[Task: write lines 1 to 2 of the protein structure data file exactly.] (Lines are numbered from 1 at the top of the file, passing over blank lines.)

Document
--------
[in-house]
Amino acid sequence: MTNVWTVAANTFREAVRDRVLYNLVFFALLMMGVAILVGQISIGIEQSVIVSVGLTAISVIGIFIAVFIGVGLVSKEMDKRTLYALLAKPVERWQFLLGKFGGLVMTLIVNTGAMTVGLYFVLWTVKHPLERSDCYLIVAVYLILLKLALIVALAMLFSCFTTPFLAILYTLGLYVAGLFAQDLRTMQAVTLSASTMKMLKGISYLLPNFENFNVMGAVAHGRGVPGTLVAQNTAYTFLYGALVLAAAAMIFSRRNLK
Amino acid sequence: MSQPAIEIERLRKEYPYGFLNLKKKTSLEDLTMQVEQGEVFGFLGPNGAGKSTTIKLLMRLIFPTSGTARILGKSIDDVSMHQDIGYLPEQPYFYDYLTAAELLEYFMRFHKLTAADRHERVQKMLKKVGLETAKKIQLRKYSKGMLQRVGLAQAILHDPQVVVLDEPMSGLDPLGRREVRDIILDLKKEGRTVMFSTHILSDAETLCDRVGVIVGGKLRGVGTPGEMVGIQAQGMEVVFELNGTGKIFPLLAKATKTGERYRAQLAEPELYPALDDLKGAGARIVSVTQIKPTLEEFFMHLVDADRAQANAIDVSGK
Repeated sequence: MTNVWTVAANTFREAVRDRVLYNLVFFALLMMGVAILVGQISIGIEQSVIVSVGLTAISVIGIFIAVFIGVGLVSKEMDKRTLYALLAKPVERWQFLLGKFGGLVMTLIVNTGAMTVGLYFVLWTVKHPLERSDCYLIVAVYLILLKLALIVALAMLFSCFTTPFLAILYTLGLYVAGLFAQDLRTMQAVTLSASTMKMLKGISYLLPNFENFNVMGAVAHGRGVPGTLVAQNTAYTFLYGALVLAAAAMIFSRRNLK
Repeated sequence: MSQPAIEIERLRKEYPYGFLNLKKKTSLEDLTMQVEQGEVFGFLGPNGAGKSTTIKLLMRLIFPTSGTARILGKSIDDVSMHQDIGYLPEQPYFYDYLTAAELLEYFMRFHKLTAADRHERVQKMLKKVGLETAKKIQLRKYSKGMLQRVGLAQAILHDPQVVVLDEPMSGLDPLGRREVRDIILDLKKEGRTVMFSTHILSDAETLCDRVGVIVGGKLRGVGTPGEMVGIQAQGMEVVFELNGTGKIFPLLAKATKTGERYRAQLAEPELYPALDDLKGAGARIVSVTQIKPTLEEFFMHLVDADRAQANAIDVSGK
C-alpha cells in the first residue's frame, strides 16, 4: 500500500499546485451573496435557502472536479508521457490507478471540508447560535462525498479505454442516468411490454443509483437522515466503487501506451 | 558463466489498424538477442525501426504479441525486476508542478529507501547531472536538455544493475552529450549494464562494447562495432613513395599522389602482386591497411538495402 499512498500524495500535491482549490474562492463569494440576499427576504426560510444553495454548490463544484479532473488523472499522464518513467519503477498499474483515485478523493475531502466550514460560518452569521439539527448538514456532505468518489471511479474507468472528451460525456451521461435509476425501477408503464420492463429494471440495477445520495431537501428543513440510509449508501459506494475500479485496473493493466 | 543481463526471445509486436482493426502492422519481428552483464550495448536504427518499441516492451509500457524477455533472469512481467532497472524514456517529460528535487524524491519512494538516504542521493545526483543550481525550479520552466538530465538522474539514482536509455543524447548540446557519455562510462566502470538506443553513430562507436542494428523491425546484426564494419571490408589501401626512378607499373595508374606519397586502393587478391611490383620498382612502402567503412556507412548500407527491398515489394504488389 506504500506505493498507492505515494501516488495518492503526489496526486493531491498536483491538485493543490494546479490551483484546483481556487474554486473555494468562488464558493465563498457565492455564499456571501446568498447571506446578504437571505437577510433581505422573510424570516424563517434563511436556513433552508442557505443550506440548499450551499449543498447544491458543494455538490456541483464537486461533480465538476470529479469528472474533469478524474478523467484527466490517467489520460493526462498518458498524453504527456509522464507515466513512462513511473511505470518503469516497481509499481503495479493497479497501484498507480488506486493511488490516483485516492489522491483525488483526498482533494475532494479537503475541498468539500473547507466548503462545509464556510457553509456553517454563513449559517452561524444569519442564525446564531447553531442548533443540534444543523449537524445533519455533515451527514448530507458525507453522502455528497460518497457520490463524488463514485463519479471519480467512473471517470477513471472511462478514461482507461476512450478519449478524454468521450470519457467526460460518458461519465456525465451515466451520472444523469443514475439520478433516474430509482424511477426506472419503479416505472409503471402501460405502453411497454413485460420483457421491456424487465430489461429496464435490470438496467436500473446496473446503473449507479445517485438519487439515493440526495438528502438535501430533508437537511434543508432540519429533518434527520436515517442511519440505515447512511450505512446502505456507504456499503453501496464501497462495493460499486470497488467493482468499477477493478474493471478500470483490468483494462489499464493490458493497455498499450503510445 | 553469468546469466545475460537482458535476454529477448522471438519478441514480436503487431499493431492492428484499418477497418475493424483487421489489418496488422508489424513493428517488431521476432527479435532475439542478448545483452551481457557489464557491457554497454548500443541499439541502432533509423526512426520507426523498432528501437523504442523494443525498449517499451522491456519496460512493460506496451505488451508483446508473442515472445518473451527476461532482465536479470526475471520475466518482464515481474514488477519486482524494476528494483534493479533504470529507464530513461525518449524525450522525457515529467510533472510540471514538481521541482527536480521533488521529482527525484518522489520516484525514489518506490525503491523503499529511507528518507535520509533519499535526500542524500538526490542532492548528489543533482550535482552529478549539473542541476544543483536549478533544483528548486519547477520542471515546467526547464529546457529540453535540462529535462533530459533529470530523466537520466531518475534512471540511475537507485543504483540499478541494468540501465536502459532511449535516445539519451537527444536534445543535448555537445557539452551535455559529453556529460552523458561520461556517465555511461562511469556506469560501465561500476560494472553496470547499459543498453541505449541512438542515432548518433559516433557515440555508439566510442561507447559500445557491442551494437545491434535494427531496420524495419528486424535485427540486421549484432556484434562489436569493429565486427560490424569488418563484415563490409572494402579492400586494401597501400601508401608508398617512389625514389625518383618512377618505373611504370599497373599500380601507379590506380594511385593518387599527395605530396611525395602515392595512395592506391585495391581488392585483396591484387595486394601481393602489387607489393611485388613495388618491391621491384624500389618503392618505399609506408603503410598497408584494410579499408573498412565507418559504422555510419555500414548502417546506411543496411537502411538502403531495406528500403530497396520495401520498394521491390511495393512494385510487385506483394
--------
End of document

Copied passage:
[in-house]
Amino acid sequence: MTNVWTVAANTFREAVRDRVLYNLVFFALLMMGVAILVGQISIGIEQSVIVSVGLTAISVIGIFIAVFIGVGLVSKEMDKRTLYALLAKPVERWQFLLGKFGGLVMTLIVNTGAMTVGLYFVLWTVKHPLERSDCYLIVAVYLILLKLALIVALAMLFSCFTTPFLAILYTLGLYVAGLFAQDLRTMQAVTLSASTMKMLKGISYLLPNFENFNVMGAVAHGRGVPGTLVAQNTAYTFLYGALVLAAAAMIFSRRNLK